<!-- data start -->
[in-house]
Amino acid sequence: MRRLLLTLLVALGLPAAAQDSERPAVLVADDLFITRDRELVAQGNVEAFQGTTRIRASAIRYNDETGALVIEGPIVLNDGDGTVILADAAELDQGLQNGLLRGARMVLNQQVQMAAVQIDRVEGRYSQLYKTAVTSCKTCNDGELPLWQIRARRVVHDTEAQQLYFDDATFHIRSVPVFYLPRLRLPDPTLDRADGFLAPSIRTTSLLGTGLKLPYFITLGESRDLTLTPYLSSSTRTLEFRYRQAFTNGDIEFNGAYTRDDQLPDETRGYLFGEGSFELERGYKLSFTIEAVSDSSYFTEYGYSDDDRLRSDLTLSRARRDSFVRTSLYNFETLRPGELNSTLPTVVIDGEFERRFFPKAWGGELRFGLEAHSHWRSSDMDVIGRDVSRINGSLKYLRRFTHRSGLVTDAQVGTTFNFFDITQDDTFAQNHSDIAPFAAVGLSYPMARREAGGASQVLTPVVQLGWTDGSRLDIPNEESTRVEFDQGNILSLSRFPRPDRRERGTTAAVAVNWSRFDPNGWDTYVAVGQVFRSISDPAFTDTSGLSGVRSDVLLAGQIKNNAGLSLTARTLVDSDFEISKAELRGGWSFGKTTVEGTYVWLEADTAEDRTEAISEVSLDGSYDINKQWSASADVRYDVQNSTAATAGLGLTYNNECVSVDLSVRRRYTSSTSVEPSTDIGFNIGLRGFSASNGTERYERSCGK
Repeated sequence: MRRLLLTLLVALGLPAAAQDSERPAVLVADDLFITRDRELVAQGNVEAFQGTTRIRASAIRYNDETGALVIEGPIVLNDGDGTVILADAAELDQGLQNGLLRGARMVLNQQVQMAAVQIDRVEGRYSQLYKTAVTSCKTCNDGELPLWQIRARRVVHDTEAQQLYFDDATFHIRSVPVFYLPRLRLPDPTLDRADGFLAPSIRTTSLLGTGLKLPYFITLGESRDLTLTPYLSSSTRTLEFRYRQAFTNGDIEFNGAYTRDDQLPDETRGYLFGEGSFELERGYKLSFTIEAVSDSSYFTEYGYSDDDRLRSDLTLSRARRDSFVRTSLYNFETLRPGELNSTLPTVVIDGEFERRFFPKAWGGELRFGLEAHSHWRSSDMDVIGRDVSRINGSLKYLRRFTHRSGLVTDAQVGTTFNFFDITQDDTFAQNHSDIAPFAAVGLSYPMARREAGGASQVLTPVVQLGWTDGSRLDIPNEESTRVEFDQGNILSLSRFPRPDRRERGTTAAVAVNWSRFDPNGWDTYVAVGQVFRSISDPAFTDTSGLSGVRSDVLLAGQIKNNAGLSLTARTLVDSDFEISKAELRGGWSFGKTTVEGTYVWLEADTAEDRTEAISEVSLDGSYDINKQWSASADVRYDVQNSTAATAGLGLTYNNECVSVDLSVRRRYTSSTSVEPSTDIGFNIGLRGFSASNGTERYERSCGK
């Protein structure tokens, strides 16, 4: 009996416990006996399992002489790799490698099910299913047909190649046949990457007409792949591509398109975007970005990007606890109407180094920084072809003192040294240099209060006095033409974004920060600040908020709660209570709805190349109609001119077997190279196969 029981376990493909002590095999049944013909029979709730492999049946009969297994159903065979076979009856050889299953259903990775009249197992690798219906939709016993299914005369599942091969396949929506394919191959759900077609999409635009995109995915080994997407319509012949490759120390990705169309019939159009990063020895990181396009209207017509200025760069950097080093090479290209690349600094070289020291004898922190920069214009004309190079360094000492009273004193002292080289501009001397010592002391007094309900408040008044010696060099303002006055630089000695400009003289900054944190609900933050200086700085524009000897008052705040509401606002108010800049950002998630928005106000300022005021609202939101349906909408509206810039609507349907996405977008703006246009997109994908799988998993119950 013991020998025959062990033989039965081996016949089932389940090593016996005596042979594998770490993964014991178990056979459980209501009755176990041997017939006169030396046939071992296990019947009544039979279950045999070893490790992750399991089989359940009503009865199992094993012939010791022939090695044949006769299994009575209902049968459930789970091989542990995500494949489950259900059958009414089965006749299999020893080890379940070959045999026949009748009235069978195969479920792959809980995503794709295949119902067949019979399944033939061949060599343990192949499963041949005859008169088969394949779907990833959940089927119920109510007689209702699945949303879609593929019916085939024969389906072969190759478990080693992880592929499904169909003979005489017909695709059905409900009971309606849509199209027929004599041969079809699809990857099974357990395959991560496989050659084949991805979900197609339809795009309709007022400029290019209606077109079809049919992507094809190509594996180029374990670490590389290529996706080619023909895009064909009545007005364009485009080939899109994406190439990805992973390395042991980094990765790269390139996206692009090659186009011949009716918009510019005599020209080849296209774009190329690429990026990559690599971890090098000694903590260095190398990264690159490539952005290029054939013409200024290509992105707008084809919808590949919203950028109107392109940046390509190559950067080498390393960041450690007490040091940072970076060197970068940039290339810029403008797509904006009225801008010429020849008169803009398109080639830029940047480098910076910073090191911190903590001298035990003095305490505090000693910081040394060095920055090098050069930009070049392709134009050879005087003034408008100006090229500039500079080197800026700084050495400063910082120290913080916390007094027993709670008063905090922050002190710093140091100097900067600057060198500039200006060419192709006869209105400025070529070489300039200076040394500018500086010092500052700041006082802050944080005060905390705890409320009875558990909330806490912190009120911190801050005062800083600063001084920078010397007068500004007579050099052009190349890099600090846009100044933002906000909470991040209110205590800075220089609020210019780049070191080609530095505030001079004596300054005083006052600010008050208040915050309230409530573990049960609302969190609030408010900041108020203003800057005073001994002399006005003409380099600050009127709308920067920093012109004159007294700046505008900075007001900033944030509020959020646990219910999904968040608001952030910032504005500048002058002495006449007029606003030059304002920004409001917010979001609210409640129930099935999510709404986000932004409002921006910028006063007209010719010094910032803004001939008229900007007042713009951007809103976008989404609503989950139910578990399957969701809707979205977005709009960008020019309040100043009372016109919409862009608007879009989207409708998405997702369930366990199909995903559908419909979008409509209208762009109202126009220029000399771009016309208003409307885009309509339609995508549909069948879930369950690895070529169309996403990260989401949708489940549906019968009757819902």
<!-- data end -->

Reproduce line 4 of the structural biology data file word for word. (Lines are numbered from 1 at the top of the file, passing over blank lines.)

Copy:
């Protein structure tokens, strides 16, 4: 009996416990006996399992002489790799490698099910299913047909190649046949990457007409792949591509398109975007970005990007606890109407180094920084072809003192040294240099209060006095033409974004920060600040908020709660209570709805190349109609001119077997190279196969 029981376990493909002590095999049944013909029979709730492999049946009969297994159903065979076979009856050889299953259903990775009249197992690798219906939709016993299914005369599942091969396949929506394919191959759900077609999409635009995109995915080994997407319509012949490759120390990705169309019939159009990063020895990181396009209207017509200025760069950097080093090479290209690349600094070289020291004898922190920069214009004309190079360094000492009273004193002292080289501009001397010592002391007094309900408040008044010696060099303002006055630089000695400009003289900054944190609900933050200086700085524009000897008052705040509401606002108010800049950002998630928005106000300022005021609202939101349906909408509206810039609507349907996405977008703006246009997109994908799988998993119950 013991020998025959062990033989039965081996016949089932389940090593016996005596042979594998770490993964014991178990056979459980209501009755176990041997017939006169030396046939071992296990019947009544039979279950045999070893490790992750399991089989359940009503009865199992094993012939010791022939090695044949006769299994009575209902049968459930789970091989542990995500494949489950259900059958009414089965006749299999020893080890379940070959045999026949009748009235069978195969479920792959809980995503794709295949119902067949019979399944033939061949060599343990192949499963041949005859008169088969394949779907990833959940089927119920109510007689209702699945949303879609593929019916085939024969389906072969190759478990080693992880592929499904169909003979005489017909695709059905409900009971309606849509199209027929004599041969079809699809990857099974357990395959991560496989050659084949991805979900197609339809795009309709007022400029290019209606077109079809049919992507094809190509594996180029374990670490590389290529996706080619023909895009064909009545007005364009485009080939899109994406190439990805992973390395042991980094990765790269390139996206692009090659186009011949009716918009510019005599020209080849296209774009190329690429990026990559690599971890090098000694903590260095190398990264690159490539952005290029054939013409200024290509992105707008084809919808590949919203950028109107392109940046390509190559950067080498390393960041450690007490040091940072970076060197970068940039290339810029403008797509904006009225801008010429020849008169803009398109080639830029940047480098910076910073090191911190903590001298035990003095305490505090000693910081040394060095920055090098050069930009070049392709134009050879005087003034408008100006090229500039500079080197800026700084050495400063910082120290913080916390007094027993709670008063905090922050002190710093140091100097900067600057060198500039200006060419192709006869209105400025070529070489300039200076040394500018500086010092500052700041006082802050944080005060905390705890409320009875558990909330806490912190009120911190801050005062800083600063001084920078010397007068500004007579050099052009190349890099600090846009100044933002906000909470991040209110205590800075220089609020210019780049070191080609530095505030001079004596300054005083006052600010008050208040915050309230409530573990049960609302969190609030408010900041108020203003800057005073001994002399006005003409380099600050009127709308920067920093012109004159007294700046505008900075007001900033944030509020959020646990219910999904968040608001952030910032504005500048002058002495006449007029606003030059304002920004409001917010979001609210409640129930099935999510709404986000932004409002921006910028006063007209010719010094910032803004001939008229900007007042713009951007809103976008989404609503989950139910578990399957969701809707979205977005709009960008020019309040100043009372016109919409862009608007879009989207409708998405997702369930366990199909995903559908419909979008409509209208762009109202126009220029000399771009016309208003409307885009309509339609995508549909069948879930369950690895070529169309996403990260989401949708489940549906019968009757819902």